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Which 3D pens are best?

If your kids enjoy coloring or design projects, it’s worth considering adding another medium to their collection: a 3D pen.

Like hot glue guns, 3D pens create structured designs through filaments that are fed through the barrel. Besides creating textured artwork on paper, you can also use a 3D pen to design freestanding creations such as boxes, robots, or pyramids, just to name a few.

If 3D pens pique your interest, this article brings you up to speed on the latest models to hit the market. We’re also including our long-standing favorite, plus a couple new 3D pens that are safe for young kids to use.

Top 3D pens

  1. MYNT3D Professional 3D Printing PenThis ever-popular 3D pen returns to our shortlist this year, as it offers a variety of controls for a truly customized design experience.
  2. MYNT3D Junior2 3D Printing PenWe’re adding this model to our list, given its rechargeable battery that allows budding designers a full range of motion.
  3. 3Doodler Start Essentials 3D Pen Set for KidsWe’re impressed with this kid-friendly new arrival, especially since it can be used with the new 3Doodler app.

For full reviews of these products, scroll to the bottom.

What you need to know before buying a 3D pen

3D pens operate similarly to hot glue guns, only instead of glue sticks, they use thin filaments. As expected, when you purchase a 3D pen, you’re also signing up for the ongoing cost of buying refills. These can be expensive when purchased in smaller quantities, so many consumers gravitate toward bulk buying to save money.

There are two types of filaments, ABS and PLA. Some 3D pens are compatible with both, whereas others are only compatible with one of them. ABS filaments are the lesser-priced option. Unfortunately, they burn at higher temperatures. This means they emit fumes that can irritate sensitive skin or eyes.

PLA filaments are often made from biodegradable materials and burn at a lower temperature, so there’s no need to worry about fumes. The trade-off is that they take much longer to cool than ABS filaments.

To use a 3D pen, you need to set the temperature based on the filament type. For the most part, you can adjust the temperature in small increments of 1-10 degrees at a time. 3D pens that use PLA filaments should be heated between 320-428 degrees, while those using ABS filaments should be heated between 350-482 degrees.

3D pens are available as wired or wireless models. Wired 3D pens are often preferred by individuals who engage in lengthy creative sessions, as they provide continuous power. Unfortunately, they have fairly short power cords that can encumber your design process. Wireless models, on the other hand, are often battery-powered or equipped with rechargeable batteries. While they offer great portability and full range of motion, you’ll likely need to plan your use or set a timer to avoid interruptions.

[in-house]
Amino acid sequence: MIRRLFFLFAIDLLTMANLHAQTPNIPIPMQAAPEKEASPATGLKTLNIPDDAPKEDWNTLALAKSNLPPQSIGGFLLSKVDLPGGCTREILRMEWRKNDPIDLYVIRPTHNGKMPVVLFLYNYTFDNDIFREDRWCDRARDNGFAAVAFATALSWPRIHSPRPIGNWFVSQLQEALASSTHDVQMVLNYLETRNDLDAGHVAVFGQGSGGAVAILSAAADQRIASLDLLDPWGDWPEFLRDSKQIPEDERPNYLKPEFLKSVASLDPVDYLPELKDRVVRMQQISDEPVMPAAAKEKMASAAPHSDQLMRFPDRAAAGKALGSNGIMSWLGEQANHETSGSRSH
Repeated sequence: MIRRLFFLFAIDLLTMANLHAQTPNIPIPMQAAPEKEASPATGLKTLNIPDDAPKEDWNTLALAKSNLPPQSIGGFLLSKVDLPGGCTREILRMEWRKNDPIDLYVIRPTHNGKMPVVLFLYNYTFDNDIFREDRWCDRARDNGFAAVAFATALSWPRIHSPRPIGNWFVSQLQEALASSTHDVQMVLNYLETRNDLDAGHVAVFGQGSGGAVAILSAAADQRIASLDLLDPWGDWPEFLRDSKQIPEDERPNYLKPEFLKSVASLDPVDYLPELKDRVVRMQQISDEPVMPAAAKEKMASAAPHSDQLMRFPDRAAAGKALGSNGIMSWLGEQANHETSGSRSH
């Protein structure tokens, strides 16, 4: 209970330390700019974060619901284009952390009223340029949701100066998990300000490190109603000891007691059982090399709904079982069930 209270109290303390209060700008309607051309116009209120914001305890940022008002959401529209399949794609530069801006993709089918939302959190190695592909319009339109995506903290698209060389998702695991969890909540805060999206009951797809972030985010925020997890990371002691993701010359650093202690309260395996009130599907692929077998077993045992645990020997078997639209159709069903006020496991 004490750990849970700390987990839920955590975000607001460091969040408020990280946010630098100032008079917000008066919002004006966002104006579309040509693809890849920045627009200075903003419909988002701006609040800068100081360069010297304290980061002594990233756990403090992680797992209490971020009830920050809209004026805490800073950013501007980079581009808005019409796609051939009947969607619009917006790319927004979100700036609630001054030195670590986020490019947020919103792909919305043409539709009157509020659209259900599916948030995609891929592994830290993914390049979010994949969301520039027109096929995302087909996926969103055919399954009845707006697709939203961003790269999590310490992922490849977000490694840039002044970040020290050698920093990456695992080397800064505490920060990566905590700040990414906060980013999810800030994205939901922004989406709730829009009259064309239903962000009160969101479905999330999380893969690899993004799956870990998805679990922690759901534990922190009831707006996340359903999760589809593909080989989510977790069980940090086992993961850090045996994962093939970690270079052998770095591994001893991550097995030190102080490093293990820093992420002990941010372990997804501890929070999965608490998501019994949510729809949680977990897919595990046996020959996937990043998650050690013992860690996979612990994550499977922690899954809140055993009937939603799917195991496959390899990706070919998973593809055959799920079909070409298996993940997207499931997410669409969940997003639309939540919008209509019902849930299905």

As far as price goes, 3D pens range from $40-$150. Most consumers stick to the $50-$80 range, especially when purchasing them for kids. Models in this bracket are generally more reliable and have a diverse assortment of settings or features.

3D pens FAQ

Q. Why should I buy a 3D pen instead of a 3D printer?

A. 3D printers can cost thousands of dollars, and not all models are all-ages friendly. For that reason, many consumers begin their 3D printing experience with a more affordable option, a 3D pen. As 3D pens are easier to operate than most 3D printers, the learning curve is also much quicker.

Q. How do I learn to use a 3D pen?

A. Most 3D pens are packaged with quick-start user guides that teach you basic techniques. Some are also packaged with stencils or activity books if you prefer guided projects. If you want something more interactive, companies like 3Doodler have apps to explore for more inspiration or in-depth design projects.

In-depth reviews for best 3D pens

Best of the best

MYNT3D’s Professional 3D Printing Pen

MYNT3D’s Professional 3D Printing Pen

What we like: Customizable heat settings with 1-degree increments between 266-464 degrees. The pen has an ergonomic design, making it comfortable to hold for prolonged periods of time. Comes with a few starter filaments.

What we dislike: While fairly reliable, this model heats up a bit more slowly than others.

Where to buy: Sold by Amazon

Best bang for your buck

MYNT3D Junior2 3D Pen

MYNT3D Junior2 3D Printing Pen

What we like: One of the shortest learning curves of all models on the market. Its low-temperature nozzle won’t burn little fingers. Packaged with starter stencils to help kids learn the ropes of design.

What we dislike: Its simplicity is great for younger kids, but older kids and teens would prefer a more advanced model.

Where to buy: Sold by Amazon

Worth checking out

3Doodler’s Start Essentials 3D Pen Set for Kids

3Doodler’s Start Essentials 3D Pen Set for Kids

What we like: Box includes a user guide, starter filaments and an activity booklet. Refined design makes for much better control. Eco-friendly all-around, as the set ships in sustainable packaging.

What we dislike: Some issues reported regarding the filament loading process and melting consistency.

Where to buy: Sold by Amazon


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Sian Babish writes for BestReviews. BestReviews has helped millions of consumers simplify their purchasing decisions, saving them time and money.

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